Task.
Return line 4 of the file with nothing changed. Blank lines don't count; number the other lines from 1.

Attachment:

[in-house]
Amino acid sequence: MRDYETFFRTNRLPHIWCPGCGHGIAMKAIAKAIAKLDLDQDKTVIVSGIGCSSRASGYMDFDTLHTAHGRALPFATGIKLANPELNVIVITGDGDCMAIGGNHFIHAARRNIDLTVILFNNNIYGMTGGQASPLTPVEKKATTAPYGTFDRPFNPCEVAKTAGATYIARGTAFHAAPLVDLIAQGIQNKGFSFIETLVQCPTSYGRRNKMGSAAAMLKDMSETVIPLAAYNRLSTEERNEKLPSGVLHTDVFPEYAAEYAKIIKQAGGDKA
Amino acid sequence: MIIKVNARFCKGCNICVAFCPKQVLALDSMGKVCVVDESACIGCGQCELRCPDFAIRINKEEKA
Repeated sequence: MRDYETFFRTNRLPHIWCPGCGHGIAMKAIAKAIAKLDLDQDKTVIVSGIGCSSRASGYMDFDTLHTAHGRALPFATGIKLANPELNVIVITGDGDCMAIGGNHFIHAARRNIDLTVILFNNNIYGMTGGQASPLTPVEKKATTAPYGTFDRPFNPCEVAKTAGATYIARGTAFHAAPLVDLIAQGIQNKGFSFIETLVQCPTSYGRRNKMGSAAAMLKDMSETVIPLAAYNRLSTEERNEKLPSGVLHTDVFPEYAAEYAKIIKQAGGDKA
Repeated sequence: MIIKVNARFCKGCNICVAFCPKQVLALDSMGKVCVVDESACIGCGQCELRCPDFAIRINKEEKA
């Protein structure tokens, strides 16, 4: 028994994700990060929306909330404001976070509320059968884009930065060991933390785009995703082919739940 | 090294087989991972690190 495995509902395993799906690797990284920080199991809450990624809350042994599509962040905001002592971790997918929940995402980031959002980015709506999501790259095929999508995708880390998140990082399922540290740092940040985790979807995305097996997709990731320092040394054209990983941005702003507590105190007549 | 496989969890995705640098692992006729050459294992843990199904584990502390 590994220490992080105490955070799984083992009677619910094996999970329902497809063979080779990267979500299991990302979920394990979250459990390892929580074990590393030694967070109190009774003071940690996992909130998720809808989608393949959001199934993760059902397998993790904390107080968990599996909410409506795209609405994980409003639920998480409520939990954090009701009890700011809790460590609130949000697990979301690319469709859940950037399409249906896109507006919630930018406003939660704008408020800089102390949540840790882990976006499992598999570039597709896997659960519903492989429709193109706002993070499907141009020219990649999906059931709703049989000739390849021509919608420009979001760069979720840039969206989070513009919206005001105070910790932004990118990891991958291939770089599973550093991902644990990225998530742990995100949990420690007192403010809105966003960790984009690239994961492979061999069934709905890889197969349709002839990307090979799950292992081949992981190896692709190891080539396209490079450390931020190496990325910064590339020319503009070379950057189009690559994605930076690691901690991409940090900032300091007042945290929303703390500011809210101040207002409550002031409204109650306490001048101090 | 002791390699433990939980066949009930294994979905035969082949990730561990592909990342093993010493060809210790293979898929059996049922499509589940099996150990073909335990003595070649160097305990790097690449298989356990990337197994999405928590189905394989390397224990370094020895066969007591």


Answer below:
Repeated sequence: MRDYETFFRTNRLPHIWCPGCGHGIAMKAIAKAIAKLDLDQDKTVIVSGIGCSSRASGYMDFDTLHTAHGRALPFATGIKLANPELNVIVITGDGDCMAIGGNHFIHAARRNIDLTVILFNNNIYGMTGGQASPLTPVEKKATTAPYGTFDRPFNPCEVAKTAGATYIARGTAFHAAPLVDLIAQGIQNKGFSFIETLVQCPTSYGRRNKMGSAAAMLKDMSETVIPLAAYNRLSTEERNEKLPSGVLHTDVFPEYAAEYAKIIKQAGGDKA